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Local GPs’ coronavirus plea to public

The body representing GPs in Fermanagh, and right across the North, has written an open letter to the public, urging the community to play their part in helping halt the spread of Covid-19. The letter was issed by the British Medical Association (BMA) today, and is co-signed signed by Fermanagh GP, Dr Brendan O’Hare.

In the letter, which can be read in full below, the doctors urged patients to phone their local surgeries if they need a doctor for any reason, instead of attending in person.  In particular, the doctors stressed that anyone who has suspected Covid-19 should not attend their GP, Emergency Department, or pharmacy. Instead, call the NHS on 111, or if your syptoms are severe call 999 and explain you may be infected.

Here is the letter in full:


With increasing circulation of COVID-19 in the community, the NHS in Northern Ireland is facing its greatest challenge since its inception.

Your local GP surgery is at the forefront of this and we are experiencing unprecedented pressure. To allow us to continue to treat you and the most vulnerable and sick in our society, and to help stem the spread of coronavirus within our community, the way in which we deliver care to you has to change.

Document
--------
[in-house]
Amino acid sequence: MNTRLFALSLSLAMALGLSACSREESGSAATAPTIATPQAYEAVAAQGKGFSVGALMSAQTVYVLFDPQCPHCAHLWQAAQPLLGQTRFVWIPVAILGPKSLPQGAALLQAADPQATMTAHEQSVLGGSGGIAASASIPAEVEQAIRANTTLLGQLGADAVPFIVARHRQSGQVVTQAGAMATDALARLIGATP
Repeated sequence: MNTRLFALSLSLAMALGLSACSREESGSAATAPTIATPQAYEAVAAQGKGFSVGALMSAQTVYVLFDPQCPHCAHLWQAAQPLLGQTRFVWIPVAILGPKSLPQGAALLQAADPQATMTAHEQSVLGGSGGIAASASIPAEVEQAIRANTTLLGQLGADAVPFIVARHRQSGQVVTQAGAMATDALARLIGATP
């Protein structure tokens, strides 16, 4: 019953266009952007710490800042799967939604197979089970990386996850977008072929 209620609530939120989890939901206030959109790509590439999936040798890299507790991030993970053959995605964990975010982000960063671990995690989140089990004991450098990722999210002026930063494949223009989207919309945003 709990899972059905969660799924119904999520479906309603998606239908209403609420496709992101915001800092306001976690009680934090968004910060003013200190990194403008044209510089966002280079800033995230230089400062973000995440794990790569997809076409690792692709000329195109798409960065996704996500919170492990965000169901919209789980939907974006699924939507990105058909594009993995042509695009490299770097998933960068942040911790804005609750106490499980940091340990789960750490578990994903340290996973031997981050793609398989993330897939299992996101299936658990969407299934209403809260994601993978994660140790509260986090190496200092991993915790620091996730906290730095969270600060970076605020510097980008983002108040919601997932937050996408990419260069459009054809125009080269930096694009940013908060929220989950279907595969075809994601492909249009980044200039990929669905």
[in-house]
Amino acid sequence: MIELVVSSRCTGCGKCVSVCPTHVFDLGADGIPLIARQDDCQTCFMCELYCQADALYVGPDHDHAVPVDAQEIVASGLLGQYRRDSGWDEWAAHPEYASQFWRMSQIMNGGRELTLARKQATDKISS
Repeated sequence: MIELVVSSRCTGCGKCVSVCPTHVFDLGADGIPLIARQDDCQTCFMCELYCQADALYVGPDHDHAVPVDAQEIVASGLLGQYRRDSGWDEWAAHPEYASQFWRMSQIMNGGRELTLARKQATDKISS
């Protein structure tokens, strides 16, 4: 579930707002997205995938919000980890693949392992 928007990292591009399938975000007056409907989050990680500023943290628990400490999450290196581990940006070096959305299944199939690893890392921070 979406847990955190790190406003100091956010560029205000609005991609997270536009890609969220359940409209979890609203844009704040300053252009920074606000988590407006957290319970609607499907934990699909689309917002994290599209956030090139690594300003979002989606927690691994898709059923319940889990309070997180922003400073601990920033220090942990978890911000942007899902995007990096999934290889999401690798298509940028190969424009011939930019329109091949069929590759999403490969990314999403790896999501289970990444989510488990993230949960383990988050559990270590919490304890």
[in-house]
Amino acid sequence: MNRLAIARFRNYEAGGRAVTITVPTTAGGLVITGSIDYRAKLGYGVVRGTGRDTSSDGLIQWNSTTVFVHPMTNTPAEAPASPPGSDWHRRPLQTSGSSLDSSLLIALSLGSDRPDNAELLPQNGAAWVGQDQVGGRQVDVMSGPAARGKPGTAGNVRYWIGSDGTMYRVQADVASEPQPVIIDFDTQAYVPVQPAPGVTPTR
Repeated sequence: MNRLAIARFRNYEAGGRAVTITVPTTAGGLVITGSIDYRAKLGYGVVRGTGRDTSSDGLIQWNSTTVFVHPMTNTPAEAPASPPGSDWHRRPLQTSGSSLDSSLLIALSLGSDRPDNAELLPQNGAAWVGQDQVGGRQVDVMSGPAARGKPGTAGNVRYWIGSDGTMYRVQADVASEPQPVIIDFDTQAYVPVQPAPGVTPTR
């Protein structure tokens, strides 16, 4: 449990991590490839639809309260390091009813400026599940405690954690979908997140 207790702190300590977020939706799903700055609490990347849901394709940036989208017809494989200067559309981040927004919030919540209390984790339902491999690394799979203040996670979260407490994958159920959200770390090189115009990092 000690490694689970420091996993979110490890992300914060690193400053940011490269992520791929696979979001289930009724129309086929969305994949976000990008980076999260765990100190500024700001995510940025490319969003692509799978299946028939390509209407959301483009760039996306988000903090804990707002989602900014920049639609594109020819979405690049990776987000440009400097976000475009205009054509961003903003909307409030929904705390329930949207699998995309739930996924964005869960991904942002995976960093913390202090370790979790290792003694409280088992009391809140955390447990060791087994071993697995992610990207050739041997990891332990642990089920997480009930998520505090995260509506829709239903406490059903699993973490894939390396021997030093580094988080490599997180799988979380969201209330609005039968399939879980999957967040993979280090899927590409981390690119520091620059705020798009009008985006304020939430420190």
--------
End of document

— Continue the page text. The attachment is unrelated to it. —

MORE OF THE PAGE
Nearly all GP surgeries across Northern Ireland have moved to a telephone triage system. This means that patients who feel they need to see their GP, practice nurse or other health professional for a routine or new appointment will phone surgeries in the usual way. They will then be assessed over the phone as to whether they need a face-to-face appointment and those deemed in need will be allocated one. This is already happening in some practices but will be a new way of utilising your GP surgery for many patients. This system will allow us to continue to treat you as best we can while protecting you and our staff from the spread of coronavirus.

If you feel you have COVID-19, do not go to your GP surgery, pharmacy or hospital. The initial symptoms of the virus are a high temperature and/or new continuous cough. If you have either of these, everyone in your household must stay at home for 14 days. You can ring NHS 111 for information or advice and they will help you decide if you need to contact your GP.

We are also hearing distressing reports of frontline staff working in GP practices, hospitals and pharmacies being abused by members of the public. This must stop. We understand that this is frightening time for everyone, but we are all in this together. Please be patient with everyone who works in frontline health services as they are doing their best to help and support you in stressful conditions.

This is an unprecedented and fast-moving situation. We urge you to cooperate with this new way of accessing your GP surgery for the greater good of your community.

We are all in this together. Support us to treat you as best we can.


Dr Alan Stout, Chair, BMA’s Northern Ireland general practitioners committee.

Dr Brendan O’Hare, Chair, Western Local Medical Committee

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